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Longboat Key to add new town engineer position

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This upcoming year, the town may add one new full-time Public Works employee, while other positions requested by the police and fire rescue departments will stay off the table. 

Personnel and operating expenditures were one of the focuses at the Longboat Key Town Commission’s second workshop for the preliminary fiscal year 2025 budget. In that workshop, Town Manager Howard Tipton presented the budget he crafted along with the Finance Department and all other department heads. 

In the preliminary FY25 budget, personnel expenditures are estimated to cost $18,397,816, an increase of $1,614,804, or 9.6%, from the previous year. Total operating expenditures are estimated to be $4,226,269, an increase of 10.8% or $413,667 from FY24. 

That brings the General Fund Operating Expenditure budget (without capital) to $22,624,085 for FY25, which is a 9.85% increase from FY24. 

Revenues from ad valorem taxes, non-ad valorem taxes and a potential canal ad valorem tax total $23,237,311. The majority of that — $17,199,902 — comes from ad valorem (property) taxes. 

Town Manager Howard Tipton said that increased inflation has been a challenge in crafting the town's budget.
Photo by Lori Sax

Tipton outlined some of the town's financial challenges, including increasing inflationary pressures. 

Inflationary pressures also contribute to the need to increase wages to remain competitive. This is especially important, Tipton said, because of challenges recruiting workers to the public sector. Anecdotally, Tipton said finding people who want to jump from the private to public sector is difficult. 

“We have to continue to make investments in salaries and benefits in order to maintain the current strong position that the town has carved out,” Tipton said.

Personnel costs account for 73% of the General Fund Budget in FY25. General employee increases are an estimated $460,262. 

“You will see that employee wage adjustments are a major component of the budget increase that we’re seeing, both with general employees as well as incorporating the police and fire contracts,” Tipton said.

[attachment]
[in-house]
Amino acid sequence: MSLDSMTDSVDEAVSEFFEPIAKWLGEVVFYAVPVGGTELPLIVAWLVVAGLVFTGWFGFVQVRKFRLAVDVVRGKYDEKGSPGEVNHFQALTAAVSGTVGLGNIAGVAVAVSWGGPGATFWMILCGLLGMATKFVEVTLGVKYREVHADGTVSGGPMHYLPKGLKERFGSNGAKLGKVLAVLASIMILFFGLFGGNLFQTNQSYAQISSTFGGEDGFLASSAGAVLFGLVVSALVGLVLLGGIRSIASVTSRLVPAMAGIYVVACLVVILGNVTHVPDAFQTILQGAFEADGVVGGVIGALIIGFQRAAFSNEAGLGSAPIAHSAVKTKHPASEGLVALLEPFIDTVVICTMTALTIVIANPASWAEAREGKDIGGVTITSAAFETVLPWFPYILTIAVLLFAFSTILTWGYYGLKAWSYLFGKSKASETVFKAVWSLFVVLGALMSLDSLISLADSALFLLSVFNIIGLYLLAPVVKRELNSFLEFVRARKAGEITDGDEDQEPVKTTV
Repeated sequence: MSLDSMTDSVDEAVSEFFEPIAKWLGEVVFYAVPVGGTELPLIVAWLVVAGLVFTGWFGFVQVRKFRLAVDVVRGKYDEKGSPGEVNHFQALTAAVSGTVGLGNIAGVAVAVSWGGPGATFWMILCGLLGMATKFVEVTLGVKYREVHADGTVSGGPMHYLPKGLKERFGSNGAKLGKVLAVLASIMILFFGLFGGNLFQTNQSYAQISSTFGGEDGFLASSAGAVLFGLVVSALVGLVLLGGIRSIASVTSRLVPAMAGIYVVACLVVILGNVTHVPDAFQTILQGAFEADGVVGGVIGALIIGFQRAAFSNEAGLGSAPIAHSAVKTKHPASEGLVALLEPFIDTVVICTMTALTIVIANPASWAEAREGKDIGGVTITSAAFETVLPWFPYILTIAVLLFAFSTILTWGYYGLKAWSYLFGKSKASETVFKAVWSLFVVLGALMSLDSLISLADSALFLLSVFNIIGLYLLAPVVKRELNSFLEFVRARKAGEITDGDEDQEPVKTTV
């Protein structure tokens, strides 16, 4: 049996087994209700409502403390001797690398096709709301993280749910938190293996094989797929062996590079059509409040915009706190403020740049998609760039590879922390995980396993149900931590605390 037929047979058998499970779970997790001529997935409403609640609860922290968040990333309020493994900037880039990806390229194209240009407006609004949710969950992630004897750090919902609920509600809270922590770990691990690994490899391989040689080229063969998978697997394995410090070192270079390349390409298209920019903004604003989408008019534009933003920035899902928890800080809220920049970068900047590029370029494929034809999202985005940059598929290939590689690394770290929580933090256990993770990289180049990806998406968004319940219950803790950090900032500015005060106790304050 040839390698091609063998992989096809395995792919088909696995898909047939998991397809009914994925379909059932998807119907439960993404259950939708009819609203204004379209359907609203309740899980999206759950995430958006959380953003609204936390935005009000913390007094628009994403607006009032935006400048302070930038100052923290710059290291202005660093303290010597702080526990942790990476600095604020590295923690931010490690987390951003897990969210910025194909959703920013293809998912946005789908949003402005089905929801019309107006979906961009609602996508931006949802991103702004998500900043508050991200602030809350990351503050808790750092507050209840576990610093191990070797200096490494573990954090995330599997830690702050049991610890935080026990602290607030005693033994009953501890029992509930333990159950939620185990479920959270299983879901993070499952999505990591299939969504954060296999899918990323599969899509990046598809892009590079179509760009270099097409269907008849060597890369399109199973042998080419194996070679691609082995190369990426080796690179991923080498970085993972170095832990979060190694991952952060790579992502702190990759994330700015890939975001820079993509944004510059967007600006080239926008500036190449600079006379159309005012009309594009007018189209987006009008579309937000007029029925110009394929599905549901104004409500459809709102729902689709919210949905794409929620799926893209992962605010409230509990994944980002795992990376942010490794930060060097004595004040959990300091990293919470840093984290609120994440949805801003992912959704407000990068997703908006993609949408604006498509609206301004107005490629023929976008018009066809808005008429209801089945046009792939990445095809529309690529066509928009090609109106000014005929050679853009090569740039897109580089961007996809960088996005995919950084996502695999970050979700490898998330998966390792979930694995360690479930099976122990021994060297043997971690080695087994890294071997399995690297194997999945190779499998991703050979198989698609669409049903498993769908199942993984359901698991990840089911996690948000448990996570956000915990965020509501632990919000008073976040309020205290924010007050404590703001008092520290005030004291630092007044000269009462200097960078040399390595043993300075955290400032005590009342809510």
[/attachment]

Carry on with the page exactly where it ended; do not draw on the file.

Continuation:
Employee investments also include newly negotiated union contracts with the International Association of Fire Fighters (IAFF) and the Florida Police Benevolent Association (PBA). The contracts were a big topic in the last budget cycle when negotiations wrapped up. 

This year, the contracts account for a $320,388 increase from the IAFF contract and $64,113 for the PBA contract.

According to Budget Manager Sandi Henley, the contracts are front-end-loaded, meaning the first year of increases will be the largest. That’s the case for the IAFF contract this year, whereas the PBA contract is in its second year. 

Another $90,000 will go toward police overtime for patrolling Greer Island (Beer Can Island). Recently, Manatee County Commissioners agreed to an increase in the county’s contribution to this, which resulted in an increase of $20,000 annually, up from $60,000 to $80,000. 

Tipton also mentioned that worker’s compensation was expected to rise 5% due to the changes in salaries, and health care was estimated to increase 12%. 

Operating expenditures account for 17% of the General Fund Budget in FY25 and go toward things like flood insurance, police uniforms and training for new employees.

Selecting new staff

Tipton shared that feedback from department heads indicated staffing desires in multiple areas. 

The Longboat Key Fire Rescue Department requested two new personnel — a total of six over the next three years — and the Longboat Key Police Department requested three new officers. Also, a Geographic Information Systems (GIS) analyst and a town engineer were requested.

The Tennis Center asked that one of its part-time employees be promoted to full-time. 

After analyzing all the requests, Tipton and staff settled on making room in the budget for a town engineer, a new position, and the promotion of the Tennis Center employee. 

“The positions that I’m supporting for this budget include the new town engineer who will be a complement to Isaac and his team as we look at resilience and really looking at the project management that's going to be required to move those projects forward,” Tipton said.

The engineer, based out of the Public Works Department, will be funded 75% from the General Fund and 25% from the Utilities Fund. The upgrade for the Tennis Center employee will be funded 100% through tennis fees. 

The FY25 budget includes $67,700 for GIS and other potential contract services, which could help address the desire to incorporate more GIS into town departments. GIS is a program that uses data to create visual representations of geographic information, which can make maps for different purposes.



Carter Weinhofer

Carter Weinhofer is the Longboat Key news reporter for the Observer. Originally from a small town in Pennsylvania, he moved to St. Petersburg to attend Eckerd College until graduating in 2023. During his entire undergraduate career, he worked at the student newspaper, The Current, holding positions from science reporter to editor-in-chief.

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